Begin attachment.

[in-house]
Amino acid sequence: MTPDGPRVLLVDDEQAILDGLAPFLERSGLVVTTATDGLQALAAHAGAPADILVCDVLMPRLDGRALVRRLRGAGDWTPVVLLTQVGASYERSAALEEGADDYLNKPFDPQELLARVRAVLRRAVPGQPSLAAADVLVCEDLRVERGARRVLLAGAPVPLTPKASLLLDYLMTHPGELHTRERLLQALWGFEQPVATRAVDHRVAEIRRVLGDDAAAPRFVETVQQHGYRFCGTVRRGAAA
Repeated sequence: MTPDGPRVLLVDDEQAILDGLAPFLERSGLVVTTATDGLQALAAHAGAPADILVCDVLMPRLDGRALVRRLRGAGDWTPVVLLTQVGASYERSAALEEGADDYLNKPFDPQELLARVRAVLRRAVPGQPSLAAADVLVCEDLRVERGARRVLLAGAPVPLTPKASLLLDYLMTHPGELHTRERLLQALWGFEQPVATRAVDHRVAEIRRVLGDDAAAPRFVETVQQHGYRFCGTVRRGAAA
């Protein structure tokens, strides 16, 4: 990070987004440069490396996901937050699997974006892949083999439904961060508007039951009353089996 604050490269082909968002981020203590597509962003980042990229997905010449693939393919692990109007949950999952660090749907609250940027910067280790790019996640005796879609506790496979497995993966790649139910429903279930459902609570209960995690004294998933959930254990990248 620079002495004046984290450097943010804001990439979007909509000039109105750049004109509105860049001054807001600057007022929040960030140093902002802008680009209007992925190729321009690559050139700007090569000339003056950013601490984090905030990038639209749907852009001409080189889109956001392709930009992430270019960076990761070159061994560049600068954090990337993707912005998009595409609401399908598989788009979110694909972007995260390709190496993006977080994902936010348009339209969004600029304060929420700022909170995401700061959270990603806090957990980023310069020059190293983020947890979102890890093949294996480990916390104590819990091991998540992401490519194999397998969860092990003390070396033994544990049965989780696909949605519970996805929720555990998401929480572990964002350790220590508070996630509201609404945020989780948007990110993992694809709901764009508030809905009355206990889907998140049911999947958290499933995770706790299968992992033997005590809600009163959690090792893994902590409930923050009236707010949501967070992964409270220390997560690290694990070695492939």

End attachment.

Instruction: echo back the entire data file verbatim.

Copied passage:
[in-house]
Amino acid sequence: MTPDGPRVLLVDDEQAILDGLAPFLERSGLVVTTATDGLQALAAHAGAPADILVCDVLMPRLDGRALVRRLRGAGDWTPVVLLTQVGASYERSAALEEGADDYLNKPFDPQELLARVRAVLRRAVPGQPSLAAADVLVCEDLRVERGARRVLLAGAPVPLTPKASLLLDYLMTHPGELHTRERLLQALWGFEQPVATRAVDHRVAEIRRVLGDDAAAPRFVETVQQHGYRFCGTVRRGAAA
Repeated sequence: MTPDGPRVLLVDDEQAILDGLAPFLERSGLVVTTATDGLQALAAHAGAPADILVCDVLMPRLDGRALVRRLRGAGDWTPVVLLTQVGASYERSAALEEGADDYLNKPFDPQELLARVRAVLRRAVPGQPSLAAADVLVCEDLRVERGARRVLLAGAPVPLTPKASLLLDYLMTHPGELHTRERLLQALWGFEQPVATRAVDHRVAEIRRVLGDDAAAPRFVETVQQHGYRFCGTVRRGAAA
């Protein structure tokens, strides 16, 4: 990070987004440069490396996901937050699997974006892949083999439904961060508007039951009353089996 604050490269082909968002981020203590597509962003980042990229997905010449693939393919692990109007949950999952660090749907609250940027910067280790790019996640005796879609506790496979497995993966790649139910429903279930459902609570209960995690004294998933959930254990990248 620079002495004046984290450097943010804001990439979007909509000039109105750049004109509105860049001054807001600057007022929040960030140093902002802008680009209007992925190729321009690559050139700007090569000339003056950013601490984090905030990038639209749907852009001409080189889109956001392709930009992430270019960076990761070159061994560049600068954090990337993707912005998009595409609401399908598989788009979110694909972007995260390709190496993006977080994902936010348009339209969004600029304060929420700022909170995401700061959270990603806090957990980023310069020059190293983020947890979102890890093949294996480990916390104590819990091991998540992401490519194999397998969860092990003390070396033994544990049965989780696909949605519970996805929720555990998401929480572990964002350790220590508070996630509201609404945020989780948007990110993992694809709901764009508030809905009355206990889907998140049911999947958290499933995770706790299968992992033997005590809600009163959690090792893994902590409930923050009236707010949501967070992964409270220390997560690290694990070695492939």